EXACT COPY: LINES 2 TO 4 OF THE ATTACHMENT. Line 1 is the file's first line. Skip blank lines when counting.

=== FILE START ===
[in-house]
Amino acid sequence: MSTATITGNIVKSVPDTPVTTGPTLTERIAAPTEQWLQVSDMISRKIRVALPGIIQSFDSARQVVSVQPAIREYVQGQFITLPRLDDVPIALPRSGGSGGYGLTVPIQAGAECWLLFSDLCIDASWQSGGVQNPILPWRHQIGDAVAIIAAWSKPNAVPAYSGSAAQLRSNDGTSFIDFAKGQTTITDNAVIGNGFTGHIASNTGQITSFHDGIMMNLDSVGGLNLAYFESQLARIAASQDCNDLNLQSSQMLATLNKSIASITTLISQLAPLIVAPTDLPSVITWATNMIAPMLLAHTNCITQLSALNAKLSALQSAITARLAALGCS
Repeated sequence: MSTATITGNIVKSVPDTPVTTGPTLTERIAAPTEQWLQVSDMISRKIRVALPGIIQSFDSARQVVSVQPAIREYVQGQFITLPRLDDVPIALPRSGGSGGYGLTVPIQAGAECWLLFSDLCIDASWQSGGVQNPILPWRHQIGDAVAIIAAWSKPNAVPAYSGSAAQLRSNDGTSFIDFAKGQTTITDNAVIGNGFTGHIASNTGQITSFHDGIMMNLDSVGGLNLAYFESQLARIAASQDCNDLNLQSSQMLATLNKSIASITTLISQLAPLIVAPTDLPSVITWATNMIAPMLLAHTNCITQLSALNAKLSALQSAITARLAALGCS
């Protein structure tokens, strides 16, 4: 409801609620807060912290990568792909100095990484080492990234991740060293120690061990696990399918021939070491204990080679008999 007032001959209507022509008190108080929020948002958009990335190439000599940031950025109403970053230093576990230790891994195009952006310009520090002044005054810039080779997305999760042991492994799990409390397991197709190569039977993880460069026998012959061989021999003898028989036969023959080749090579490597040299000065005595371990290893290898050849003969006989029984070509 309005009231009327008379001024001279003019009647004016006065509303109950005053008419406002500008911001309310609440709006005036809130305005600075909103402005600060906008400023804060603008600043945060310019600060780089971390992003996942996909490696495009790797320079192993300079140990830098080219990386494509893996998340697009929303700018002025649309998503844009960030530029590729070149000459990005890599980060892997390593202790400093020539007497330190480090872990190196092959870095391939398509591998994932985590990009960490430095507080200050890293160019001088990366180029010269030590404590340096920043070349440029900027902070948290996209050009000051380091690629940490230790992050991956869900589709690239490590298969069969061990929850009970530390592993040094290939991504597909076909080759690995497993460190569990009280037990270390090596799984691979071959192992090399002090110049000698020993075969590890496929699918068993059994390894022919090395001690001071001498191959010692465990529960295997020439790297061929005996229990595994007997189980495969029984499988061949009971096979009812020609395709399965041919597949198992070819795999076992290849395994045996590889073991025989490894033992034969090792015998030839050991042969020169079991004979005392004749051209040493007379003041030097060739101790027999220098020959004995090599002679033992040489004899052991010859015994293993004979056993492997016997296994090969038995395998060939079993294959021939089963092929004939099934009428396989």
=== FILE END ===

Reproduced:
Amino acid sequence: MSTATITGNIVKSVPDTPVTTGPTLTERIAAPTEQWLQVSDMISRKIRVALPGIIQSFDSARQVVSVQPAIREYVQGQFITLPRLDDVPIALPRSGGSGGYGLTVPIQAGAECWLLFSDLCIDASWQSGGVQNPILPWRHQIGDAVAIIAAWSKPNAVPAYSGSAAQLRSNDGTSFIDFAKGQTTITDNAVIGNGFTGHIASNTGQITSFHDGIMMNLDSVGGLNLAYFESQLARIAASQDCNDLNLQSSQMLATLNKSIASITTLISQLAPLIVAPTDLPSVITWATNMIAPMLLAHTNCITQLSALNAKLSALQSAITARLAALGCS
Repeated sequence: MSTATITGNIVKSVPDTPVTTGPTLTERIAAPTEQWLQVSDMISRKIRVALPGIIQSFDSARQVVSVQPAIREYVQGQFITLPRLDDVPIALPRSGGSGGYGLTVPIQAGAECWLLFSDLCIDASWQSGGVQNPILPWRHQIGDAVAIIAAWSKPNAVPAYSGSAAQLRSNDGTSFIDFAKGQTTITDNAVIGNGFTGHIASNTGQITSFHDGIMMNLDSVGGLNLAYFESQLARIAASQDCNDLNLQSSQMLATLNKSIASITTLISQLAPLIVAPTDLPSVITWATNMIAPMLLAHTNCITQLSALNAKLSALQSAITARLAALGCS
């Protein structure tokens, strides 16, 4: 409801609620807060912290990568792909100095990484080492990234991740060293120690061990696990399918021939070491204990080679008999 007032001959209507022509008190108080929020948002958009990335190439000599940031950025109403970053230093576990230790891994195009952006310009520090002044005054810039080779997305999760042991492994799990409390397991197709190569039977993880460069026998012959061989021999003898028989036969023959080749090579490597040299000065005595371990290893290898050849003969006989029984070509 309005009231009327008379001024001279003019009647004016006065509303109950005053008419406002500008911001309310609440709006005036809130305005600075909103402005600060906008400023804060603008600043945060310019600060780089971390992003996942996909490696495009790797320079192993300079140990830098080219990386494509893996998340697009929303700018002025649309998503844009960030530029590729070149000459990005890599980060892997390593202790400093020539007497330190480090872990190196092959870095391939398509591998994932985590990009960490430095507080200050890293160019001088990366180029010269030590404590340096920043070349440029900027902070948290996209050009000051380091690629940490230790992050991956869900589709690239490590298969069969061990929850009970530390592993040094290939991504597909076909080759690995497993460190569990009280037990270390090596799984691979071959192992090399002090110049000698020993075969590890496929699918068993059994390894022919090395001690001071001498191959010692465990529960295997020439790297061929005996229990595994007997189980495969029984499988061949009971096979009812020609395709399965041919597949198992070819795999076992290849395994045996590889073991025989490894033992034969090792015998030839050991042969020169079991004979005392004749051209040493007379003041030097060739101790027999220098020959004995090599002679033992040489004899052991010859015994293993004979056993492997016997296994090969038995395998060939079993294959021939089963092929004939099934009428396989």